|Project by scottb||posted 11-25-2008 05:44 AM||1338 views||3 times favorited||12 comments|
The carmelized color straight grain (colored by actually heating, not staining the bamboo) and natural color end grain contrast nicely, on a rounded diagonal line, accented with Platinum hardware. (My favorite accent on a bamboo pen). Sanded and buffed smooth, and finished with friction polish. The platinum hardware is unmatched in durability to make this pen all but bulletproof. (with a subtle grassy smell)
This was the 2nd Bamboo pen I turned this week. The first was going to have a simple diagonal between the two different tones/grains of bamboo… but it had an empty pocket that was a bit too large to fill with superglue and dust, so I cut it off the pen tube, drilled another blank (sanded/turned off the glue ever so gently from the used tube (we woodworkers are a frugal lot eh?)... and prepped this blank.
Turning the first was a piece of cake, but where the end grain tapers to a point, exhibited a bit of tear out along the glue line, especially at the point where it tapered to a very thin point. Stopping about 1/16th or so (possibly less) larger than the final diameter of this pen, slathered it with superglue (waited, waited and waited for it to dry) and then turned/sanded it down to the final dia. worked perfectly to hold even the tiniest fibers together.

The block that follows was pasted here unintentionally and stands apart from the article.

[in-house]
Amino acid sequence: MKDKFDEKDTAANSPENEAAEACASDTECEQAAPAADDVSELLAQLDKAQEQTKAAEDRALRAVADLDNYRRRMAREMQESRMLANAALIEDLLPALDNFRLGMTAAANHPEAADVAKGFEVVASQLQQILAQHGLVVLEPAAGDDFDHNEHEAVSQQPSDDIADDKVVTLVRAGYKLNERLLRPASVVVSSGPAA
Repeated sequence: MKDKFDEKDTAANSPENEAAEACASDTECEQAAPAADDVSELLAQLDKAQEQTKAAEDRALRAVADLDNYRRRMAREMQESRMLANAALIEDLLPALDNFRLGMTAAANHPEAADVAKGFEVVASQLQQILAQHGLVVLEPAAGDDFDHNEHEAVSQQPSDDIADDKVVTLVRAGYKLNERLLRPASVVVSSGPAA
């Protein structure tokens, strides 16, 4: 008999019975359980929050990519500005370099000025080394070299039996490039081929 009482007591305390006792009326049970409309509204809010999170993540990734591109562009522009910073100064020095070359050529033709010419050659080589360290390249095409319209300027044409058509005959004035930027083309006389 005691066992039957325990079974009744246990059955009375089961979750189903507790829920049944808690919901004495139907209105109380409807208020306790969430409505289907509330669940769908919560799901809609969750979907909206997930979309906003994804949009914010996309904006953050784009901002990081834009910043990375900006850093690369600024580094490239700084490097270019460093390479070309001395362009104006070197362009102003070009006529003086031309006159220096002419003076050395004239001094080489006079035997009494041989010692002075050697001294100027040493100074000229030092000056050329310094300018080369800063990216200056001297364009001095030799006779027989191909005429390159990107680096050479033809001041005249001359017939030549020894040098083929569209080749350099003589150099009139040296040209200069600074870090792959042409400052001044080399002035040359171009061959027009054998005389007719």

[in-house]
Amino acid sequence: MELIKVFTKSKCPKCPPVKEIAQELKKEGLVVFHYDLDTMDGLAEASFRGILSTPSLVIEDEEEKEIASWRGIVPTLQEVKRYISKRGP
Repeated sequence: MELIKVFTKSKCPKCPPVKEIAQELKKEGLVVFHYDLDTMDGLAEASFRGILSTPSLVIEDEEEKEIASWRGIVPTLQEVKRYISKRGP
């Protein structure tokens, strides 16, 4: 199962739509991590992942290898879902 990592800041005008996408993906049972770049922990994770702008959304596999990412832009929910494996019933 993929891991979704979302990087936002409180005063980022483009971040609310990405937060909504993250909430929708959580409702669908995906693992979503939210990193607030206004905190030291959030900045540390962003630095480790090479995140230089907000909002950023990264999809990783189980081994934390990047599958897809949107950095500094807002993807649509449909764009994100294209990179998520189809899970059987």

Now how did I get such a precise, angled glue line you might ask?
I didn’t. I cut this blank (and at least 30 others) out of a cutting board I picked up at a discount kitchen/home goods store for about $10. That just happened to be the design, a curved section of end grain on one corner of the board. No way I’m buying blanks for 3-5 each, if I can get so many for so cheap from a rejected cutting board. I like to check out the bargain rack to see if I can get any raw materials from damaged or otherwise heavily discounted items that are likely headed for the landfill. I can recycle the stuff I have, or buy stuff solely for that purpose!